Here's the problem: I don't know what are the relevant conferences and meetings for me to potentially attend/present in. Every conference I've been so far has been passed down to me by a much older professor who knows it by experience.

I feel like this is an important topic, and yet all the tools I tried to use to find conferences (such as allconferences and conferecealerts) fail to find me relevant things.

Is there a method to reliably find relevant for you conferences worldwide? Ideally it would be good to get notified when a new relevant conference is announced.

I know there are some websites (such as arxiv-sanity and google Scholar) that suggest papers for you to read based on previously loaded papers, so I wouldn't be surprised if there was some similar tool where you put some conferences with a few keywords and it spits out suggestions.


  • 1
    Short answer: no.
    – Jessica B
    Nov 2, 2017 at 11:54

3 Answers 3


Many professional societies publish lists of upcoming conferences in their magazines and/or journals, and send monthly emails with information that usually includes calls for papers for future conferences. I assume one would be interested only in conferences in one's field. I would expect that one would know about the professional societies in one's field and how to receive notifications, although in many if not most cases such notifications go only to the society members.

Moreover, other conferences in one's field can be identified in Google Scholar by where the relevant papers have been published. Then the most recent (at least) web site for such conferences can be found with Google. The date and venue for the next conference in that series is sometimes posted on that web site.


I worked as an administrator for the 21st McGill International Entrepreneurship conference and we listed our conference on a conference announcement directory called PaperCrowd.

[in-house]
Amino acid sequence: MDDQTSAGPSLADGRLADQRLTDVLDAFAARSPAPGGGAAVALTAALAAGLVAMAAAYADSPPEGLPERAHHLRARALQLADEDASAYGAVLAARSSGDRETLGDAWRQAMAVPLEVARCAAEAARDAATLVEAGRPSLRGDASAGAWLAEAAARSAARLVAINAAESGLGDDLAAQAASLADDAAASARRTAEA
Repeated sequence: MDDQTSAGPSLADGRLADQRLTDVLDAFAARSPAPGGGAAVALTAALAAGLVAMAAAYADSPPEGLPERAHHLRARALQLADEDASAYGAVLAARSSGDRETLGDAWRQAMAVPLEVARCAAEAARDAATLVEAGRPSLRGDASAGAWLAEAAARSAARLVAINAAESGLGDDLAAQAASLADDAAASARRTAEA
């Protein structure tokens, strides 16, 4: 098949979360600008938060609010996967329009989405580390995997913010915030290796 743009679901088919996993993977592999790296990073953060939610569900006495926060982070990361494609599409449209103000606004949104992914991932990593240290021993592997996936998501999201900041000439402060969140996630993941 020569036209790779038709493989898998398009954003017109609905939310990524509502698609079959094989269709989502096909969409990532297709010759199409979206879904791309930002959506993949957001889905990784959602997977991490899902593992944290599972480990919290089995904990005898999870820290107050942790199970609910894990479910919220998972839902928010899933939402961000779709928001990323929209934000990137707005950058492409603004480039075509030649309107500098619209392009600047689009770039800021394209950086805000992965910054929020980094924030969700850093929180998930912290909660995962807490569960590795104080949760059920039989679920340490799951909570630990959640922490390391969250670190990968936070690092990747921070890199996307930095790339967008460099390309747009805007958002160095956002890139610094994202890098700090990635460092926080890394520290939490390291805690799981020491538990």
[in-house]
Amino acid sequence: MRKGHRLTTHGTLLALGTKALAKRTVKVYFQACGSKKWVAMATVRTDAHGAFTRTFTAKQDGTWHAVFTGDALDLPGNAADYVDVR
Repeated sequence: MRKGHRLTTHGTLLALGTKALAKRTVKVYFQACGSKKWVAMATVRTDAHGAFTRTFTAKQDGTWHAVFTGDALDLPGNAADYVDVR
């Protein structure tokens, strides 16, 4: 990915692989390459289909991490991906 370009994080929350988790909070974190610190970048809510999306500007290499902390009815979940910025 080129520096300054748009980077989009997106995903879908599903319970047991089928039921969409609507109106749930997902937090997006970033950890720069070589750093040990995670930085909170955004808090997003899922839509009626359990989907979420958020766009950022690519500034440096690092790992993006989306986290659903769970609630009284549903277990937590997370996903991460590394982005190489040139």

It attracted several delegates from around the world. I found out it was in the same city I lived in and I applied for a job there and got it! I am now the proud community manager of PaperCrowd. We are working hard to improve the services for researchers worldwide.

You should try PaperCrowd - a global directory of academic research conferences. You can search by topics, geography and keywords for research conferences you are interested in such as law, legal etc.

Organizers add their events in a couple of minutes and it’s free. It’s restricted to academic research conferences.

It feels good working for a company that I have seen myself was effective.

  • Is the quality of the conferences vetted (by peers or otherwise) or do you include all kinds of fake and predatory conferences?
    – henning
    Nov 4, 2017 at 10:40
  • Predatory conferences are something we have encountered and we are working against. We plan to add in a web-page with the conferences we have marked as questionable or suspect. Currently, I would recommend to cross reference the conference organizer and conference name with Beall's list of predatory conferences and his list of predatory publishers. As seen with what happened to Jeffrey Beall there is a very fine line legally with how you approach questionable conferences.
    – Brian
    Nov 6, 2017 at 12:01

I use CFP Wiki. You can browse conferences by category and set up RSS alerts for each one, so you can get updates on new conferences or editions.

  • 1
    Careful with CFP wiki, though. Their database includes some legitimate conferences, but in my field, 90% of the listed venues are predatory/fake. Nov 2, 2017 at 15:56

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